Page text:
HC Deb 16 November 1893 vol 18 cc1033-5
MR. LABOUCHERE (Northampton)

I beg to ask the Under Secretary of State for the Colonies whether the Chartered Company of South Africa is now dealing in any way either with land or mining claims in Matabeleland; whether Her Majesty's Government recognises its obligations to see that Her Majesty's assurances to Lobengula, that, in the event of his confirming the mining concession to Major Rudd, which he had informed Her Majesty had been fraudulently obtained from him, the white men, whom he allowed under the concession to dig for gold in his territories, would only dig where he permitted, would recognise him as Sovereign, and would only exercise jurisdiction over white men within his territories; and, if so, what steps are being taken to give effect to Her Majesty's pledges; whether the Colonial Office is receiving information respecting what is taking place, or what has taken place, in Matabeleland from any persons there other than those connected with the Chartered Company: whether he has observed telegrams stating that two white men had been found at Buluwayo, and bad been protected by Lobengula, and that he had provided a guard to certain missionaries who wished to leave his country, and that they had arrived safely at their destination; and whether it is intended to convey the thanks of Her Majesty's Government to Lobengula for thus seeing to the safety of the white men in his power whilst war was being carried on by the Chartered Company against him and his people; whether he has received any information leading him to believe that the Matabeles who were wounded in the recent engagements, and left on the fields of battle when the Matabele forces retreated, were properly tended by the victors; and, if so, whether he can say what were their numbers, and where they now are; and whether any steps are being taken to make it known to Lobengula that, if he consents to respect the Chartered Company's establishments in Mashonaland, the warlike operations against him will cease; and, if so, or if any other communications tending to peace are being made to Lobengula, who in Matabeleland is charged with the negotiations?


As far as we are aware, the Chartered Company is not now dealing in any way either with land or with mining claims in Matabele land; but in any case, as I have already stated, no action taken on the spot will prejudice the arrangements ultimately to be come to as regards Matabeleland. In reply to the second question, without admitting the assumptions contained in it, I may say that the war has necessarily altered the position, and the question becomes one of future policy in regard to the settlement of the country. The answer to the third question is in the affirmative. With regard to the fourth question, I have observed the telegrams alluded to in reference to Mr. Usher and Mr. Fairbairn; which I believe to be correct. As regards the missionary, Mr. Rees, he and his family reached Palapye on August 20th, Lobengula having sent a man with him as far as Tati. I need hardly say that the chivalrous conduct of Lobengula in these matters will be remembered, should he, as I hope, come in. As regards the last question, as my hon. Friend is aware, a message was sent to Lobengula promising a guarantee of his personal safety and good treatment if he would come in. We have as yet no information as to the result. I cannot at present add to my statement made the other evening in reference to the question of future policy. As regards the question of the wounded, I have as yet no further information on the subject. And in regard to this and his other questions, my hon. Friend must recollect that communications with Buluwayo are as yet very indifferent, and that the information so far received is necessarily very meagre.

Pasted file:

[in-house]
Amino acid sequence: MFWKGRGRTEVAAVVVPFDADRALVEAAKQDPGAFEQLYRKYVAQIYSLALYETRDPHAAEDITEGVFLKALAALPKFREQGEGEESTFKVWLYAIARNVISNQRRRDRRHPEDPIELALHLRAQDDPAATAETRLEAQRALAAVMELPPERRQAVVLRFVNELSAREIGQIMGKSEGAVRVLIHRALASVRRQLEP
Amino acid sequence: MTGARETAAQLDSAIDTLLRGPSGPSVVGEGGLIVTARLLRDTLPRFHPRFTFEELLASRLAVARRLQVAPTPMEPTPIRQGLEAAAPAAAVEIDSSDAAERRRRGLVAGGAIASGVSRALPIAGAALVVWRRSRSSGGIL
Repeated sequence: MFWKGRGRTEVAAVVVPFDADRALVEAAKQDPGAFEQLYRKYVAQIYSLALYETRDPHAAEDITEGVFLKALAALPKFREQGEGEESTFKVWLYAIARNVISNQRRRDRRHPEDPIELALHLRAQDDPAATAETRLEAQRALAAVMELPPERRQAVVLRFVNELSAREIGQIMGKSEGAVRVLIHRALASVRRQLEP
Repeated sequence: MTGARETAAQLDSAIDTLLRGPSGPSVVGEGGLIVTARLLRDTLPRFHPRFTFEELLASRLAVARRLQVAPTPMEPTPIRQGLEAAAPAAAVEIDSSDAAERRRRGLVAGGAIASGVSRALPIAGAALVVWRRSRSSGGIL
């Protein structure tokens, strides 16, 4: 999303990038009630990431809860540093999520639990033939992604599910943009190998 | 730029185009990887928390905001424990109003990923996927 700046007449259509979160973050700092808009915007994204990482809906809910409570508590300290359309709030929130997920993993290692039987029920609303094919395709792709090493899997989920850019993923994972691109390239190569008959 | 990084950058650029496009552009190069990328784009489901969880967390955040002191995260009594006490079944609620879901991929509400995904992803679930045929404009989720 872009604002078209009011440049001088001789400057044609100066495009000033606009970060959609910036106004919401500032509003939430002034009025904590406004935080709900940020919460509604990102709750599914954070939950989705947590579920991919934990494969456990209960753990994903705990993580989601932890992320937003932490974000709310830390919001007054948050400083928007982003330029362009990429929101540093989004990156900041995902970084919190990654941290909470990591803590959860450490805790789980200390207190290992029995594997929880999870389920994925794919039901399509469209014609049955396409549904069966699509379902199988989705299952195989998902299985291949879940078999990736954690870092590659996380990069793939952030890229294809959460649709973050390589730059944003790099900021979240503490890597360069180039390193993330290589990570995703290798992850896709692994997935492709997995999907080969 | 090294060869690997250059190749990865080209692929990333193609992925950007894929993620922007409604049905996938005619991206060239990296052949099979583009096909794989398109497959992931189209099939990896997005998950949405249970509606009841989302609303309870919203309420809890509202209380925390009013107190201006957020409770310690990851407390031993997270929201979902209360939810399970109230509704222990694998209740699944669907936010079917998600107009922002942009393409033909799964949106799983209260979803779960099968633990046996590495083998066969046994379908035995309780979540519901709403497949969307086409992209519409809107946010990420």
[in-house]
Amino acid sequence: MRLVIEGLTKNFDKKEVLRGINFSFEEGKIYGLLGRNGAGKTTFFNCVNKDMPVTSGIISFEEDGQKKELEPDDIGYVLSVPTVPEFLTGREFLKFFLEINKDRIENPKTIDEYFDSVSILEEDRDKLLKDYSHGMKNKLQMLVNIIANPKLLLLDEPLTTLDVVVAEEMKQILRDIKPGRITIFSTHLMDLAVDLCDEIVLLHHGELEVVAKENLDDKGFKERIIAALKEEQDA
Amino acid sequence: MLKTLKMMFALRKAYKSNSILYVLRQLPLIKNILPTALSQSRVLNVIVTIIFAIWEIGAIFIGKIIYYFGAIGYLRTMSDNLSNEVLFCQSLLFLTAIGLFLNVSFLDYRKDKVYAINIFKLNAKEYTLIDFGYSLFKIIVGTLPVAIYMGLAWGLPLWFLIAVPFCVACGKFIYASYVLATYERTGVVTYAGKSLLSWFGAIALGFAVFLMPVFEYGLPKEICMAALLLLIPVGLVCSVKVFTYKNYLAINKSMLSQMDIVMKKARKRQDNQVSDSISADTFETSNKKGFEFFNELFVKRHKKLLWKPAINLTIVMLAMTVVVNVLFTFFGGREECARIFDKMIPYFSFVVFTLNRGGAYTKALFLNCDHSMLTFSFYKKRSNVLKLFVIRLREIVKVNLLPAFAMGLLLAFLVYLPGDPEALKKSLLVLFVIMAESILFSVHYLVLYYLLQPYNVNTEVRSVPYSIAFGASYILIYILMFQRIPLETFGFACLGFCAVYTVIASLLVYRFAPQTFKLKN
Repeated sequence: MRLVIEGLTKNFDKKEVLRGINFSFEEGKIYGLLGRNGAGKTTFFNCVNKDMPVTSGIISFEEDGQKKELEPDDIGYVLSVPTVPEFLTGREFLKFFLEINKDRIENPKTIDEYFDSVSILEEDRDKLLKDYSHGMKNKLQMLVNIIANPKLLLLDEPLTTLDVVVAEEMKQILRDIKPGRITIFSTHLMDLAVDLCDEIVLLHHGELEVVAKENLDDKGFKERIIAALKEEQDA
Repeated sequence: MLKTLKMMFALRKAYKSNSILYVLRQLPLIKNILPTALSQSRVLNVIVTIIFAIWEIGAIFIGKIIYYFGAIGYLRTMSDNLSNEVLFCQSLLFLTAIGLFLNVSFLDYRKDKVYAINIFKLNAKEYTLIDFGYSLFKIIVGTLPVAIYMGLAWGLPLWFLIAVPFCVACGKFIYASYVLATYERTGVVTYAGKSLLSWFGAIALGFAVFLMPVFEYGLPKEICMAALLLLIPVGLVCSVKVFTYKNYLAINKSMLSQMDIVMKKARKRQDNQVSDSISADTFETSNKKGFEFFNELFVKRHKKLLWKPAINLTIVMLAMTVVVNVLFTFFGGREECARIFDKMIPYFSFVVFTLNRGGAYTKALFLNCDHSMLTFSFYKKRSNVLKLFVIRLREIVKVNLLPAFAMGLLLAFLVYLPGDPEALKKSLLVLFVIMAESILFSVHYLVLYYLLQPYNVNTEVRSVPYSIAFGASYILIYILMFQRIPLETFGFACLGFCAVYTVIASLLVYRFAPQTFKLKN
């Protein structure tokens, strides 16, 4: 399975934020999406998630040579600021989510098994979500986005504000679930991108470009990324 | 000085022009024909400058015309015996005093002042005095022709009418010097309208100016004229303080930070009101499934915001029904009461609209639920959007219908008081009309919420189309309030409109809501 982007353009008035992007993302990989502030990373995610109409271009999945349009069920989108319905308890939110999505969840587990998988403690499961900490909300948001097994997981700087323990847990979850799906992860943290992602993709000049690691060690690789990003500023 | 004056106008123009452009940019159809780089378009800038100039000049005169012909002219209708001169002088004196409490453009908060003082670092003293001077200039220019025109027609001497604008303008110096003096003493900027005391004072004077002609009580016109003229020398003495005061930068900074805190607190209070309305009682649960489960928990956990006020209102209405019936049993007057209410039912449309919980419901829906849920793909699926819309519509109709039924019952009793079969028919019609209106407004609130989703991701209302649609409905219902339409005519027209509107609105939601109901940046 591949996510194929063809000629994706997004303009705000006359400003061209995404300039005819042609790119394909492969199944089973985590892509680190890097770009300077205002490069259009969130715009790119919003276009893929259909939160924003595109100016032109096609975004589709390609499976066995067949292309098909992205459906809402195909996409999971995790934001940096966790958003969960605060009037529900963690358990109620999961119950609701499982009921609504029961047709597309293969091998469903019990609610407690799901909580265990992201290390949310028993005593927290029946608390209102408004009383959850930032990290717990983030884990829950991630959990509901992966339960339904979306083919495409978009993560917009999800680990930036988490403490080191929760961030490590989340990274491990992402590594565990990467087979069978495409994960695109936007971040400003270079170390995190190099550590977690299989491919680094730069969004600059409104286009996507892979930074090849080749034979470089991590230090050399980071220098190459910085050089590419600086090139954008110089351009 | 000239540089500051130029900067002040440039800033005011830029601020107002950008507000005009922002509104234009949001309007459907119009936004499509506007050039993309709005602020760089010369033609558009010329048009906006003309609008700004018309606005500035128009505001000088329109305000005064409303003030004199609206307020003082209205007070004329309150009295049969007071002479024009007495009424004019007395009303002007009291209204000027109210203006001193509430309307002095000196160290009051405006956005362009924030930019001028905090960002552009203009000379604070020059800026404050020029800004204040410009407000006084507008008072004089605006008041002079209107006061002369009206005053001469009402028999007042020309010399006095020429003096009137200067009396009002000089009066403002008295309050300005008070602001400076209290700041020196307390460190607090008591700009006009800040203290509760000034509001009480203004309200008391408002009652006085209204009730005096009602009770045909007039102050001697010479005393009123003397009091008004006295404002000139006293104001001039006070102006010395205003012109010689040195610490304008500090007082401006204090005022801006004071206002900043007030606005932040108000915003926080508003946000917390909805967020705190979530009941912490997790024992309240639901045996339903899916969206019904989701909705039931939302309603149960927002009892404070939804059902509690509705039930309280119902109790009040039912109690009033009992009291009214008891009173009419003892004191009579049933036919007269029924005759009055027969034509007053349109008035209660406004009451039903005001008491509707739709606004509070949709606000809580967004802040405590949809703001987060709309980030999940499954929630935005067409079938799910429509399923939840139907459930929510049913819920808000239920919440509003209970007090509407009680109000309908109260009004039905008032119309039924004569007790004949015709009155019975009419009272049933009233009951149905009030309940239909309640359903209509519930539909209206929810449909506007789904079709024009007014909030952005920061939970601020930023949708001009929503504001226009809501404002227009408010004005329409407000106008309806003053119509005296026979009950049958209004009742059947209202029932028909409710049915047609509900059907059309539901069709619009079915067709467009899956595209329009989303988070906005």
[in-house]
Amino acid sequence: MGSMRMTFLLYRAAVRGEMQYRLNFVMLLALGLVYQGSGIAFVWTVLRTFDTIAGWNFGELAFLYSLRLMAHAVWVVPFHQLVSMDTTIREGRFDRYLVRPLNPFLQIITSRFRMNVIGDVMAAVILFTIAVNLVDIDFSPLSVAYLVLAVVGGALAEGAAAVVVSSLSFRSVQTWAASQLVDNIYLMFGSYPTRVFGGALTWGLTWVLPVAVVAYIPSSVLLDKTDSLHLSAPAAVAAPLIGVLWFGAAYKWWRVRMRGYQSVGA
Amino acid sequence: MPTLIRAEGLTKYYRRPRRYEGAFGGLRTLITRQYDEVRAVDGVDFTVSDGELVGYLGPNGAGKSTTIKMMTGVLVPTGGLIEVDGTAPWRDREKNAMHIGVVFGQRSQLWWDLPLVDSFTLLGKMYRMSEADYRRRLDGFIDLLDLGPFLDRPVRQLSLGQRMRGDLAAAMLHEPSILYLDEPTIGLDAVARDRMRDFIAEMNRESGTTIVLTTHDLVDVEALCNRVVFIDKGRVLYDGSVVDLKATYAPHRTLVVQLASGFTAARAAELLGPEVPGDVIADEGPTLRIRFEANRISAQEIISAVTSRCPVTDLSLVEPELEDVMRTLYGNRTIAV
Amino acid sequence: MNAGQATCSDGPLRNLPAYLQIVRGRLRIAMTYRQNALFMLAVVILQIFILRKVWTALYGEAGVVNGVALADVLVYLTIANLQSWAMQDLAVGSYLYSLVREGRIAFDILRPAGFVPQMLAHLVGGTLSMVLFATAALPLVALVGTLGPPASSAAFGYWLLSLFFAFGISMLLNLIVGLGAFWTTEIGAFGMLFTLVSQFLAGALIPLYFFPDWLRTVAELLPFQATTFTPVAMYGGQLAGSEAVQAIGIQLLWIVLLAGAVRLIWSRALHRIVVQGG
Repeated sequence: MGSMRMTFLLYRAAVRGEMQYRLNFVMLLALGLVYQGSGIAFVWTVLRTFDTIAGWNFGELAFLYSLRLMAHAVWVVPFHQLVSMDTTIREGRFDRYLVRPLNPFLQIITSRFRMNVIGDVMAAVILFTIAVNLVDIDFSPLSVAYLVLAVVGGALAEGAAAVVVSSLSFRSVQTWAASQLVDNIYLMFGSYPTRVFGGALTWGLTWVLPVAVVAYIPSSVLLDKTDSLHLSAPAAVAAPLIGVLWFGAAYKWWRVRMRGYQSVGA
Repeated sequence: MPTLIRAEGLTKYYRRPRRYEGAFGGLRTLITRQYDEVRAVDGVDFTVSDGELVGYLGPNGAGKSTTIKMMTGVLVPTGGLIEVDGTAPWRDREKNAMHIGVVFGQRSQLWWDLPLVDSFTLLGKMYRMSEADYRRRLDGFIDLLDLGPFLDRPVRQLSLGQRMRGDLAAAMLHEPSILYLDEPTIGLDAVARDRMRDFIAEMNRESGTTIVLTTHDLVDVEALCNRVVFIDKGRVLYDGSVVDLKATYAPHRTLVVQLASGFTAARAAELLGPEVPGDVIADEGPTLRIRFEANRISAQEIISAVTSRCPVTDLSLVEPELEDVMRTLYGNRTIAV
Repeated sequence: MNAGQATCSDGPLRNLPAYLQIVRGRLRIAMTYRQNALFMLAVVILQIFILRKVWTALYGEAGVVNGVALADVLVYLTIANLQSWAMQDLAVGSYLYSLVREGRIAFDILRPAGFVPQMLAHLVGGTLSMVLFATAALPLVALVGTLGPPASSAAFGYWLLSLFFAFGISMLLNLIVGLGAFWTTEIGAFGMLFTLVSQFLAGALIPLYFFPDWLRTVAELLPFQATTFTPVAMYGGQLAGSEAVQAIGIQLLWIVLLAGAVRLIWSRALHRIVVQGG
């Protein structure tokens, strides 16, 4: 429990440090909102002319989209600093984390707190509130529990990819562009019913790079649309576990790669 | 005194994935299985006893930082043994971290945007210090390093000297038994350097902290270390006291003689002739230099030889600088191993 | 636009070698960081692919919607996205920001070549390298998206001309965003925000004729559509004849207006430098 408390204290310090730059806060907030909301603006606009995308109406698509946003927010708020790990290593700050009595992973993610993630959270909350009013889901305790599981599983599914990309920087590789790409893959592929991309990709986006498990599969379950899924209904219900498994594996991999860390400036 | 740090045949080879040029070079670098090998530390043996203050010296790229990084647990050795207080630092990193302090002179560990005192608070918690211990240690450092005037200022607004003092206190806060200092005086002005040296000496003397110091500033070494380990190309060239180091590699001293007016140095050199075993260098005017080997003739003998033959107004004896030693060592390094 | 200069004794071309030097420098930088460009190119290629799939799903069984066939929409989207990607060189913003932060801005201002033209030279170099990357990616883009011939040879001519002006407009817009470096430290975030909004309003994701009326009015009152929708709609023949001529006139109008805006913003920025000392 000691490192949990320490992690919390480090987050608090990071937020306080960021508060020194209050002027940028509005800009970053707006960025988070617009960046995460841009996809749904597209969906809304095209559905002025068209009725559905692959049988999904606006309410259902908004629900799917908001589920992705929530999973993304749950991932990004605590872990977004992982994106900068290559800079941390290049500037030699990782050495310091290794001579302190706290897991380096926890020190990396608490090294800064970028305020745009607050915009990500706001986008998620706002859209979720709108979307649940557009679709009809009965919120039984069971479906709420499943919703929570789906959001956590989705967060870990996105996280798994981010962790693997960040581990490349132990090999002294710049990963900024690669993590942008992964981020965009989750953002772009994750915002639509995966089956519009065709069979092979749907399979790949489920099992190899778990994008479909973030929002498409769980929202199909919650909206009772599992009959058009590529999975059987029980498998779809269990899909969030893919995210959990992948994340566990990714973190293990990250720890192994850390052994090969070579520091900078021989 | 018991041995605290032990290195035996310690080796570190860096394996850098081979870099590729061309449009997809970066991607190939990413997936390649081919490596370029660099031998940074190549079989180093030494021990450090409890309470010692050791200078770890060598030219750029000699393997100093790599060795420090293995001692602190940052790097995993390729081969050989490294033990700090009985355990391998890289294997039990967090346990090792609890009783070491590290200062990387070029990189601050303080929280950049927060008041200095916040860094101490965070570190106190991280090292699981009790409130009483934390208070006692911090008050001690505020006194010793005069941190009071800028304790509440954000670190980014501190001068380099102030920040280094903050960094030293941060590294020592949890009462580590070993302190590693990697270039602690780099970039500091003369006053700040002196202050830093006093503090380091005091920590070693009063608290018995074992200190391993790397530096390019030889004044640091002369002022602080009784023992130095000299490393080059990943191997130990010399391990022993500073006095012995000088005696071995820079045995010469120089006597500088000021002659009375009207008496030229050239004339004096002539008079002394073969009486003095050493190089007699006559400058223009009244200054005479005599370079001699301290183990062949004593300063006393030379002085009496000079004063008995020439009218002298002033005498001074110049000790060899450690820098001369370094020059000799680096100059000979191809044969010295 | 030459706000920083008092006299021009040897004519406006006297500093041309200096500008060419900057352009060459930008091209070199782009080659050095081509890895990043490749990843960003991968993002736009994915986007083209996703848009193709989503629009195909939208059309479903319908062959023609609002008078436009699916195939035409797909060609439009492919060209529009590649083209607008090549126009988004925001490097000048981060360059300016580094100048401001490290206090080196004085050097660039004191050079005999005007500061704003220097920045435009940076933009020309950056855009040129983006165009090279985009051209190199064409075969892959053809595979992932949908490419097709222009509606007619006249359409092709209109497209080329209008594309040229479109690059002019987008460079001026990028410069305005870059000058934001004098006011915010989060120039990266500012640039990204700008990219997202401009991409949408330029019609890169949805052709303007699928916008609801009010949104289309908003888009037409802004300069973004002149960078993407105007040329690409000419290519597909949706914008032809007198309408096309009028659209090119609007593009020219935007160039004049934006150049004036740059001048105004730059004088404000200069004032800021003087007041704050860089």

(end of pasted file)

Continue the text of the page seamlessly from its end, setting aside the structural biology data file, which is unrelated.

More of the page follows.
MR. DARLING (Deptford)

Arising out of the question, may I ask whether the hon. Member can give the House any in formation as to the fate of Captain Williams?


We received a telegram from Sir Henry Loch a day or two ago expressing a fear that from the fact that nothing has been heard of Captain Williams the inference must be drawn that he was killed.


Is the only step taken with a view to peace the despatch of a message to Lobengula promising a guarantee of his personal safety and good treatment if he will come in?


I think that my hon. Friend will agree with me that to promise Lobengula a safe conduct and good treatment if he will come in and call upon the Matabele to lay down their arms, is the best way to secure peace.


I must ask the hon. Member to understand that I cannot admit anything of the kind.

SIR E. ASHMEAD - BARTLETT (Sheffield, Ecclesall)

I beg to ask the Under Secretary of State for the Colonies if he can state why, during the mouths of August and September, Her Majesty's Government did not send a reliable British Envoy or agent to King Lobengula to explain to him the policy and demands of Her Majesty's Government and of the Chartered Company; and if he can state what is the present position of Lobengula?


The matter was, of course, carefully considered; but, taking into account all the circumstances of the case, it was decided that it would be better to communicate with Lobengula by letter, and this was repeatedly done. The second question I have already answered in reply to my hon. Friend the Member for Northampton.


Can the hon. Member state how the message to Lobengula was forwarded?


I have no information on this point.